The City of Bhangra Festival

Come together. 

By Yasmine Shemesh

The atmosphere in the auditorium of the new Surrey City Hall is strikingly serene. The stage lights zig-zag down the curtains like honey-coloured lightning bolts as the sounds of the vidya veena and the electric guitar mesh in unexpected harmony for the Media Arts Mehfil, an evening of music honouring the coming together of different music styles during the City of Bhangra Festival. Collectively calling themselves Saanjh, the night’s musicians bring their talents together in a fusion of classical Northern Indian music, Caribbean groove, and progressive rock.

In Punjabi, the word saanjh means “connecting, sharing, and partnering”. It is a message of inclusivity and openness, one fitting for a festival that celebrates culture and unity. A presentation of the Vancouver International Bhangra Celebration (VIBC), the City of Bhangra Festival is a 10-day fete composed of various events throughout the city, entwined in togetherness through bhangra, a lively and colourful Punjabi folk dance and music. “We are all one,” says Mandeep Patrola, a member of the VIBC board. “And everyone can celebrate through bhangra.”

Although Bhangra has possibly existed for centuries, it has become especially popular over the past 40 years.The dance’s origins can be traced to the rural Punjab regions of India and Pakistan—it was originally performed in bhang (hemp) fields by farmers to celebrate the time of harvest. Driven by the beat of the dholdrum, the rhythmic dance became a tool to connect with others. Movements range from soft and graceful to strong and energetic, with shoulder shakes, handclaps, and spins performed in brightly-hued costumes, adding to the vibrancy of the art.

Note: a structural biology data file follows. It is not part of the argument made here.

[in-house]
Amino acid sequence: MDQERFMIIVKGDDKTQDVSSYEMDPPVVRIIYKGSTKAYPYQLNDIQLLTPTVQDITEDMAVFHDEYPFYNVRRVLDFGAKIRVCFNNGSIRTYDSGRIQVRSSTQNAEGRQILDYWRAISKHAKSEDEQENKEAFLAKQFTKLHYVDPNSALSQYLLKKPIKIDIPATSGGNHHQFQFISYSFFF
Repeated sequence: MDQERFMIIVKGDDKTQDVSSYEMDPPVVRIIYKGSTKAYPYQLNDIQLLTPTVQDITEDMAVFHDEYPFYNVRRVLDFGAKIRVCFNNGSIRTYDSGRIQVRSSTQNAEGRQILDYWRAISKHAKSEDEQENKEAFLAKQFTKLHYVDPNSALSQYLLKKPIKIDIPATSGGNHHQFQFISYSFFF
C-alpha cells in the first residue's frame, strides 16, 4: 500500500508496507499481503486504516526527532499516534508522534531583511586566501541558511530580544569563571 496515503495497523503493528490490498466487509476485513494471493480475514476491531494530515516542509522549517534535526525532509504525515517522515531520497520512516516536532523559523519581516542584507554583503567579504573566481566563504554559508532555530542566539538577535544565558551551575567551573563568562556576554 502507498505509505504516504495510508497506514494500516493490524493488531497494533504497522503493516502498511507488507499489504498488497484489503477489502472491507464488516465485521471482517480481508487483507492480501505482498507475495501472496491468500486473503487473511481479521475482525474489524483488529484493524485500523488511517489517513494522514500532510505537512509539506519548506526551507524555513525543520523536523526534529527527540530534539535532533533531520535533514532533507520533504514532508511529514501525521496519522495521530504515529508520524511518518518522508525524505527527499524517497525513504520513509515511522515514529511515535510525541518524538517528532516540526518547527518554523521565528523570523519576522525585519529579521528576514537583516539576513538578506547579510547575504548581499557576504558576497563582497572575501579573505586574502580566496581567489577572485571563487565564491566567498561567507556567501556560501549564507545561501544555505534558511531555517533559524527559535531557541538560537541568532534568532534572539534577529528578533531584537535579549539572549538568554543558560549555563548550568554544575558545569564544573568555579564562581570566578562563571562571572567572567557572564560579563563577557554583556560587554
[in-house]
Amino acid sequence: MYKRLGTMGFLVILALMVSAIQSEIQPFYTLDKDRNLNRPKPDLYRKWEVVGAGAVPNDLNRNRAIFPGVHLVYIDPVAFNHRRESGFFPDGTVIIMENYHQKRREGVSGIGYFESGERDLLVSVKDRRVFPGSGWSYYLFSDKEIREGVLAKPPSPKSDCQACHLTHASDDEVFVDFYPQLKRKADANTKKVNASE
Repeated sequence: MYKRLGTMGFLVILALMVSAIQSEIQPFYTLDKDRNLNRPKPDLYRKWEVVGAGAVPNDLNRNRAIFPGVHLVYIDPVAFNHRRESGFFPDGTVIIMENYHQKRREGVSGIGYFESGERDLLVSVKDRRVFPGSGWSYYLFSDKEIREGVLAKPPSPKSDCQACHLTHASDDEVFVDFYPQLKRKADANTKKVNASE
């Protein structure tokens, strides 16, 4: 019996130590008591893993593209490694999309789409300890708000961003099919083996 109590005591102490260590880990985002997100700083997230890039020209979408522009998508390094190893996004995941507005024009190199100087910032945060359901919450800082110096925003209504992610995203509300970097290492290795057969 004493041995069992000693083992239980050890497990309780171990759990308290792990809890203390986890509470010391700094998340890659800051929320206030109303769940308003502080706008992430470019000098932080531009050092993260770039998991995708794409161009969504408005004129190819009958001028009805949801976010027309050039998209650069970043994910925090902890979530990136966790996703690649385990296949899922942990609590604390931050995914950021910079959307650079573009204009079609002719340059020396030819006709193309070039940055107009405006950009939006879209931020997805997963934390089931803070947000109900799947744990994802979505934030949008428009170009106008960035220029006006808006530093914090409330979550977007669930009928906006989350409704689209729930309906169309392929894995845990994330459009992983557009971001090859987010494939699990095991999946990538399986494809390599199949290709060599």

With events such as Downtown Bhangra (June 6 and 7), where hundreds of dancers, dozens of musicians, and thousands of attendees gather on the plaza outside the Vancouver Art Gallery for a two-day entertainment extravaganza, the City of Bhangra Festival has created a truly intercultural platform. “Bhangra is open. It has open arms and it’s accessible,” Patrola says. “And how beautiful is it to see so many people, so many communities together, celebrating as one?”

The City of Bhangra Festival runs until June 7, 2014.

Published online at www.montecristomagazine.com, June 2014

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